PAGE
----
6. Why isn't the bicycle lane between the parking lane and the curb between Morris and Terminal Road?
This is the block in which the bike lane will be ending, so people who are cycling will need to transition back to the right side of the road if they are going straight, and to the right side of left turning vehicles if they are turning left. Riding between the curb and the parking lane would make these transitions much more challenging. Also, door zone conflicts between cyclists and vehicle doors are much reduced on the passenger side of motor vehicles.
7. Why is there a new stop sign at Terminal Road?
Because the existing configuration (stop control for Terminal Road and northbound Hollis only, but no stop control for southbound Hollis) no longer meets the Transportation Association of Canada guidelines for stop control at a T-intersection. The new stop sign means that all vehicles will be slowing down to stop, making it easier for people riding bicycles to merge and transition away from the left side bicycle lane before this point.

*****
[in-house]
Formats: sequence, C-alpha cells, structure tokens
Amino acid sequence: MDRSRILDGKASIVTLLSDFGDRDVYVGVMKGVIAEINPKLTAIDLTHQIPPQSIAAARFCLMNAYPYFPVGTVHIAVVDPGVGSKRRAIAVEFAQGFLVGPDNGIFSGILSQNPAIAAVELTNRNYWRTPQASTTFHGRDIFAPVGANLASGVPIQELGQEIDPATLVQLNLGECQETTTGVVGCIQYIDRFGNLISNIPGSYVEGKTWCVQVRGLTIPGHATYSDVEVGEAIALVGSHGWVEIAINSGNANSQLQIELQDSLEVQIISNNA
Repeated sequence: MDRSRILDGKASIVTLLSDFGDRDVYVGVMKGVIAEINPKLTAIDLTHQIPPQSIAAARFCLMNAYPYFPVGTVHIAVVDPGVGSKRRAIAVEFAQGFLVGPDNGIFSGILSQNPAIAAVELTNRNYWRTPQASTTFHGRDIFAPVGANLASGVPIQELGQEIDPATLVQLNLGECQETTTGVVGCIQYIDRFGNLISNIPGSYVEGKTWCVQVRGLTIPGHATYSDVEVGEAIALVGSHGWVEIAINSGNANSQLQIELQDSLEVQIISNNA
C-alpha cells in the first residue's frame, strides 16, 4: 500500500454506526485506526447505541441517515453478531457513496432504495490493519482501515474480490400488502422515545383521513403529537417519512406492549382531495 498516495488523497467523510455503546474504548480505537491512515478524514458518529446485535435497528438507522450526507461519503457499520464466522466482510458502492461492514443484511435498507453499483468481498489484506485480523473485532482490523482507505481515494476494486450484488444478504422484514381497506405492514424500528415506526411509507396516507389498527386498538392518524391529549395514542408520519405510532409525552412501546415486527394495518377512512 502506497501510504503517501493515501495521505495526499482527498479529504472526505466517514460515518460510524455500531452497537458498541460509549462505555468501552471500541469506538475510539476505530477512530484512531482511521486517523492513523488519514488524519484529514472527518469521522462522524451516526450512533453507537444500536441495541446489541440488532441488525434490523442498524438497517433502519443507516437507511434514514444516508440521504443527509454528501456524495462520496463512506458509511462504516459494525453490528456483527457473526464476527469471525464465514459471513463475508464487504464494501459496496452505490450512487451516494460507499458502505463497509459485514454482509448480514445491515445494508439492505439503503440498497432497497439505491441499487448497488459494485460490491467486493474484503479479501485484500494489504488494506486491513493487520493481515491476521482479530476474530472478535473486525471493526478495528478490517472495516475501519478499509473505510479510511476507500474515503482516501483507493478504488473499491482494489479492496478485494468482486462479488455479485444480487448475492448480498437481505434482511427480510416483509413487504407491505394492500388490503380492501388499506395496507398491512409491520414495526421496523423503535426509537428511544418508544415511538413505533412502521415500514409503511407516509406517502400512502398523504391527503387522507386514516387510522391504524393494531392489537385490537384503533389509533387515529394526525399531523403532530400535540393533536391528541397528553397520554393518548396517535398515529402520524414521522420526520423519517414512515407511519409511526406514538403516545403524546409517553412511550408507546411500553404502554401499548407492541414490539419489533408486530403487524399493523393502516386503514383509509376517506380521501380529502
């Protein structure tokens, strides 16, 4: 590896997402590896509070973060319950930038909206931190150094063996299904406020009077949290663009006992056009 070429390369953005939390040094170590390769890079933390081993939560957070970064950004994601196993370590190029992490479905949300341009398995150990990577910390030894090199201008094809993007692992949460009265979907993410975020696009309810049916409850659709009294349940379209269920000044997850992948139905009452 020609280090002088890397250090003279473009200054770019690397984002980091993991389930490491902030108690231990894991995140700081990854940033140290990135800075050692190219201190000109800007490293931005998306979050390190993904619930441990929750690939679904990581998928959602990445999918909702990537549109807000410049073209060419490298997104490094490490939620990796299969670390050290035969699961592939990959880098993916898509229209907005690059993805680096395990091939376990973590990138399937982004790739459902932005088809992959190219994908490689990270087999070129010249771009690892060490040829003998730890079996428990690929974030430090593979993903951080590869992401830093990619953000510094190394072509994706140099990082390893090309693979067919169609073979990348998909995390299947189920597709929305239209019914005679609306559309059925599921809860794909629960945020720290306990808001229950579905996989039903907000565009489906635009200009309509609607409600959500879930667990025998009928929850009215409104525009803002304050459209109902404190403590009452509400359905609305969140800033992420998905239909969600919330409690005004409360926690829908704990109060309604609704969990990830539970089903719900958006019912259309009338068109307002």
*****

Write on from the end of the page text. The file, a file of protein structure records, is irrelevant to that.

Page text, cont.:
8. How will the contraflow bicycle lane on Upper Water Street work, and how does it help the network?
This short contra flow lane will provide improved connectivity between the North End/ Macdonald Bridge via the Barrington Greenway and Upper Water Street to the new bicycle lanes on Hollis Street. Southbound cyclists can’t use this route now because it ends at the Waterfront Marriott Hotel, where Upper Water becomes one way, northbound only. This project will include curb adjustments to allow people on bicycles to continue southbound and have access to the left side of Hollis Street after crossing the Cogswell Street ramps. Staff will be considering other options to enhance the connection from the Barrington Greenway along Upper Water as part of an interim treatment pending the redevelopment of the Cogswell Interchange.